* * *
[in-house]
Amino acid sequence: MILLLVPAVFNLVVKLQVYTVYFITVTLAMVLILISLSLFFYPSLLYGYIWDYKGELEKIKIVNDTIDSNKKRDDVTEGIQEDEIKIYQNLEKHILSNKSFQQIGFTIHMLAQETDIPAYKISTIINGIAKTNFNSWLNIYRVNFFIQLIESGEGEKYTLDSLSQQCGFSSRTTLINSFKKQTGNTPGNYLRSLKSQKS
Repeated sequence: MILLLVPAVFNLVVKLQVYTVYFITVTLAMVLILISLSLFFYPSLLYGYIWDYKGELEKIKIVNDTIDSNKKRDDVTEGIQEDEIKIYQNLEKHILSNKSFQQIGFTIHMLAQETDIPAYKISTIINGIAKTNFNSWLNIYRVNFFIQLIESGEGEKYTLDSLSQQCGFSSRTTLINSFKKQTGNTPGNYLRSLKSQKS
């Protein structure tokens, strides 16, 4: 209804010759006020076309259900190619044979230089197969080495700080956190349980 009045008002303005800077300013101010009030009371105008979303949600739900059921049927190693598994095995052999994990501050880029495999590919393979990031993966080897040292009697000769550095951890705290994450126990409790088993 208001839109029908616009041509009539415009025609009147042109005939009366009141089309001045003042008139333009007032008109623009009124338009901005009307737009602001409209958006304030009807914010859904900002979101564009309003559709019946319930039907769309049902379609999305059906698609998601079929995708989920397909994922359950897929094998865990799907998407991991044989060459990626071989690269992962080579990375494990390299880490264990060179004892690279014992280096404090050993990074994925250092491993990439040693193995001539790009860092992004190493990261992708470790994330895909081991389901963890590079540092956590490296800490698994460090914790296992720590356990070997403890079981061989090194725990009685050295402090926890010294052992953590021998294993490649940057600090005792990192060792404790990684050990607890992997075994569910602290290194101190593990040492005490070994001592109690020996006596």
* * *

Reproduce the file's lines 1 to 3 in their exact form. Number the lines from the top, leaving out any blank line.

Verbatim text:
[in-house]
Amino acid sequence: MILLLVPAVFNLVVKLQVYTVYFITVTLAMVLILISLSLFFYPSLLYGYIWDYKGELEKIKIVNDTIDSNKKRDDVTEGIQEDEIKIYQNLEKHILSNKSFQQIGFTIHMLAQETDIPAYKISTIINGIAKTNFNSWLNIYRVNFFIQLIESGEGEKYTLDSLSQQCGFSSRTTLINSFKKQTGNTPGNYLRSLKSQKS
Repeated sequence: MILLLVPAVFNLVVKLQVYTVYFITVTLAMVLILISLSLFFYPSLLYGYIWDYKGELEKIKIVNDTIDSNKKRDDVTEGIQEDEIKIYQNLEKHILSNKSFQQIGFTIHMLAQETDIPAYKISTIINGIAKTNFNSWLNIYRVNFFIQLIESGEGEKYTLDSLSQQCGFSSRTTLINSFKKQTGNTPGNYLRSLKSQKS